This I Believe

Ellen - Laguna Beach, California
Entered on September 13, 2006
Age Group: 30 - 50


In my sixteenth year

I shrieked silent as a dog whistle

behind a slammed door

for someone who was

not me.

I woke up

at the bottom of a well

every morning

tired, too tired to crawl out.

And my head was always splitting

in all directions

God I had no

hope at all, but cryptic journals

notebooks I kept just in reach

to little by little

decipher it all.

I wrote this poem at age 18, reflecting on a cycle of depression I would come to know. At 16, just becoming self-aware, I believed this was how adolescence was supposed to feel. Because I didn’t recognize the difference between normal teenage angst and deep, irrational sadness, I hid my feelings behind a barrier that made me seem just like my friends and classmates.

At high school, I was game for anything self destructive. Like many depressed people, I was fascinated by mental illness and spent study halls reading books like Sylvia Plath’s The Bell Jar and Joanne Greenberg’s I Never Promised You a Rose Garden. At home, I closed myself in my room, letting the acid drone of Pink Floyd’s album, The Dark Side of the Moon, wash over me. As the song lyrics said, the lunatic was in my head. My parents were too scared to pay attention to the clues: poor grades, missed curfews, withdrawal, combativeness. I was their first born. Maybe they thought this was how adolescents were supposed to behave.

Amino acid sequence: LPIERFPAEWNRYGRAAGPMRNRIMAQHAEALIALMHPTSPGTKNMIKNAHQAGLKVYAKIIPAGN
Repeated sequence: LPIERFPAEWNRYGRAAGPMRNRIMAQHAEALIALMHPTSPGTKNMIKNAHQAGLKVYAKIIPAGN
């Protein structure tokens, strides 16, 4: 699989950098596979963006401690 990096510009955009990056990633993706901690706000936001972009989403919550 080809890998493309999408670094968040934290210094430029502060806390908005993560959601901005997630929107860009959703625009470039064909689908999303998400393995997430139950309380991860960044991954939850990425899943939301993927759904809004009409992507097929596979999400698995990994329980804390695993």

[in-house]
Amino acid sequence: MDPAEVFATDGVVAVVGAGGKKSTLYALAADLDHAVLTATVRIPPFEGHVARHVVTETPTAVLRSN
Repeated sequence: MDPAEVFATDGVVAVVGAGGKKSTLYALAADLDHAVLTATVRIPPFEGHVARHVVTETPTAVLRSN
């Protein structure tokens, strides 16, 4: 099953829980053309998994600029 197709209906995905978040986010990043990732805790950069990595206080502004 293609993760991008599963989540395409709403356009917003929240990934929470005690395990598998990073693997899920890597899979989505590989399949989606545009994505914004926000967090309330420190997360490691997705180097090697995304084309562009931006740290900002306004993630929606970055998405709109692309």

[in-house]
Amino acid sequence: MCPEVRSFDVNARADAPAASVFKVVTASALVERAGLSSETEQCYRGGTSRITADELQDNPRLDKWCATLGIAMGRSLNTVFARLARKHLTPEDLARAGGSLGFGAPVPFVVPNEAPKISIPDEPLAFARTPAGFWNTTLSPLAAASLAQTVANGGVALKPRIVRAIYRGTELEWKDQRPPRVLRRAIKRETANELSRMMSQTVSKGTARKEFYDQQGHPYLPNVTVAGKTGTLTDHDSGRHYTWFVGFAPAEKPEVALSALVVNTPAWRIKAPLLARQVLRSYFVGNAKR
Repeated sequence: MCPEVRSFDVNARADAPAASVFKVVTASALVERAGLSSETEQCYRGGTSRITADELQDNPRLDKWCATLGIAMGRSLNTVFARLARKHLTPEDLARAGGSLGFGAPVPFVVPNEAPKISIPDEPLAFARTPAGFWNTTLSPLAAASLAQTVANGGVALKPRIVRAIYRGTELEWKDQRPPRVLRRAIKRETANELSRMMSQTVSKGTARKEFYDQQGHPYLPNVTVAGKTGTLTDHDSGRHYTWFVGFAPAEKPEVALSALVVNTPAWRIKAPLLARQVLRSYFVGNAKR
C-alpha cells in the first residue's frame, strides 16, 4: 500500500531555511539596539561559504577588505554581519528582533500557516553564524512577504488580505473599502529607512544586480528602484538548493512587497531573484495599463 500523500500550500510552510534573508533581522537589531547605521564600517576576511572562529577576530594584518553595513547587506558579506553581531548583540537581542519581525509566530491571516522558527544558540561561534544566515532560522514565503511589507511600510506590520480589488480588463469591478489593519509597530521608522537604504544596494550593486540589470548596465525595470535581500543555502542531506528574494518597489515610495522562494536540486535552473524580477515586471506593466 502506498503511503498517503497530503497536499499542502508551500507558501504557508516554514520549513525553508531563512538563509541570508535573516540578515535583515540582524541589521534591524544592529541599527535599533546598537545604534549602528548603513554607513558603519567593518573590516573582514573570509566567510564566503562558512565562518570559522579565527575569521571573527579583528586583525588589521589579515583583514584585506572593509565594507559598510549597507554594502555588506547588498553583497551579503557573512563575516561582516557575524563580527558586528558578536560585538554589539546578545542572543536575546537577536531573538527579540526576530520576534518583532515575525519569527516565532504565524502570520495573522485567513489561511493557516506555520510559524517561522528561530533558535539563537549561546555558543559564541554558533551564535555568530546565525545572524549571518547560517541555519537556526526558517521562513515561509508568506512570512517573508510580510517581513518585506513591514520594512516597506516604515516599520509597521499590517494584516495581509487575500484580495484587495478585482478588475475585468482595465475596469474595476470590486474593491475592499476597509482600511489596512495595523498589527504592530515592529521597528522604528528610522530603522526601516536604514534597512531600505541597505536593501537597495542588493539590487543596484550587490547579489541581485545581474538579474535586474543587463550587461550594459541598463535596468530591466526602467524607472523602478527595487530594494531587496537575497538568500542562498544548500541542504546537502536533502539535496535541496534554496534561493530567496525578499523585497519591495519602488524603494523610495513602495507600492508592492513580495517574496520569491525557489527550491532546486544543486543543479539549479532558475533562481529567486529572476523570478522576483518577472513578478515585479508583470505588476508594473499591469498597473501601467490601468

Remembering this time, I don’t know if it lasted months or years. Although my depression-inspired rebelliousness persisted on and off through high school, the curtain of sadness eventually began to lift. Somehow, I survived my adolescence and moved past the darkness into a period of light and joy: college, graduate school, a career, marriage, children, a loving relationship with my parents.

And then it hit again. I was 36 and the mother of two small children. One day, when I was commuting to work, the world suddenly looked different. I observed the people around me and thought how useless their lives seemed, and how insignificant mine was. At home, the simplest complications could start my day spiraling—I might yell at a salesclerk over a billing error or burst into tears if my three-year-old spilled her juice. In the car, I would take out my aggression by tailgating slow drivers or speeding up instead of letting someone pass. I imagined friends, family and colleagues were out to get me. The darkest moment came when I finally went to the doctor for help and the clerk mislabeled my prescription with someone else’s name. I yelled at her as I had screamed at my parents twenty years before.

And yet, a decade later I am rational again, the darkness in my life balanced by antidepressants. I still don’t understand completely where the darkness comes from. I don’t know if it will return. I’ve read the latest books on depression, which explain its environmental, biological and genetic roots. I know now that my favorite grandpa, a Harvard-educated lawyer and one-time candidate for the Ohio senate, was manic depressive. This explains the unpredictable behavior that amused me as a child. (Like the time he ignored my grandma’s request to buy milk at the store and returned instead with a grocery bag full of candy he’d let us choose ourselves.) It also explains why in his retirement he set himself the grandiose task of rewriting the entire Old Testament. Years later, after he was institutionalized, he remained my favorite. I loved my grandpa in spite of the darkness, as I have learned to love myself. That is why I am still here to tell this story. In self acceptance I have found the light.